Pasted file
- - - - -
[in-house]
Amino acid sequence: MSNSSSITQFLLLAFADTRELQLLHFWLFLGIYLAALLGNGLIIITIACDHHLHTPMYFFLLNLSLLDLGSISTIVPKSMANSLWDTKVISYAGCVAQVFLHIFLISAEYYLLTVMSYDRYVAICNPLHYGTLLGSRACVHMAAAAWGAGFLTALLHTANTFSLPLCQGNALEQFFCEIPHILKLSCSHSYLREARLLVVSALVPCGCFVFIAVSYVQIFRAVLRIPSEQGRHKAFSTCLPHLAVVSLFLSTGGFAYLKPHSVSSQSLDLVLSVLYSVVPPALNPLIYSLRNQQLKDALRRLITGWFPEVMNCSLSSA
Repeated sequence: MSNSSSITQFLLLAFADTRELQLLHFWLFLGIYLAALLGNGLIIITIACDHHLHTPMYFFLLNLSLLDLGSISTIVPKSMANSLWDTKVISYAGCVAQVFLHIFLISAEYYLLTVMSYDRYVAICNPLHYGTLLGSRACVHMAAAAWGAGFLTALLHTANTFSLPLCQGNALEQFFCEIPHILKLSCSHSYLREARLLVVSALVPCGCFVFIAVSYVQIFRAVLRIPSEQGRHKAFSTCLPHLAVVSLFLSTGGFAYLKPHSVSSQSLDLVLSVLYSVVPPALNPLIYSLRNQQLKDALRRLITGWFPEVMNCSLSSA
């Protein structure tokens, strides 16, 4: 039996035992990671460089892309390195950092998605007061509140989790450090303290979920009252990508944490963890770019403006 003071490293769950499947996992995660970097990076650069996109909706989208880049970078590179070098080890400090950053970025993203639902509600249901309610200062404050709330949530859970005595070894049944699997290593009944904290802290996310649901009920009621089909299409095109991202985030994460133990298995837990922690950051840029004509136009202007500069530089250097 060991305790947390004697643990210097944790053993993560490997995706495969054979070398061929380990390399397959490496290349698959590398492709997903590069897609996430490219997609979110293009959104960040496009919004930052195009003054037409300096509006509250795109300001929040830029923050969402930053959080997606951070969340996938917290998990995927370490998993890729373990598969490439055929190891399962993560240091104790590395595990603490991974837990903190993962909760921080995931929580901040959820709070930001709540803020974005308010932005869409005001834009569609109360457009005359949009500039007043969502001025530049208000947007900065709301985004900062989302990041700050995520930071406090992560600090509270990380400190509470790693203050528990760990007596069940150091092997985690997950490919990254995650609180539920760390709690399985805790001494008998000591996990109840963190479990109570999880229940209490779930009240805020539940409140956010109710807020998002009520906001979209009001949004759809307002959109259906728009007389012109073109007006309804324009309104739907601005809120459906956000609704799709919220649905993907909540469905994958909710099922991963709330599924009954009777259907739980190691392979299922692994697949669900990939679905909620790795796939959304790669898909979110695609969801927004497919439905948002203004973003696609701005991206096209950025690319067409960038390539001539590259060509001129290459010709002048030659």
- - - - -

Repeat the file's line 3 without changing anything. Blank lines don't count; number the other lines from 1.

Repeated sequence: MSNSSSITQFLLLAFADTRELQLLHFWLFLGIYLAALLGNGLIIITIACDHHLHTPMYFFLLNLSLLDLGSISTIVPKSMANSLWDTKVISYAGCVAQVFLHIFLISAEYYLLTVMSYDRYVAICNPLHYGTLLGSRACVHMAAAAWGAGFLTALLHTANTFSLPLCQGNALEQFFCEIPHILKLSCSHSYLREARLLVVSALVPCGCFVFIAVSYVQIFRAVLRIPSEQGRHKAFSTCLPHLAVVSLFLSTGGFAYLKPHSVSSQSLDLVLSVLYSVVPPALNPLIYSLRNQQLKDALRRLITGWFPEVMNCSLSSA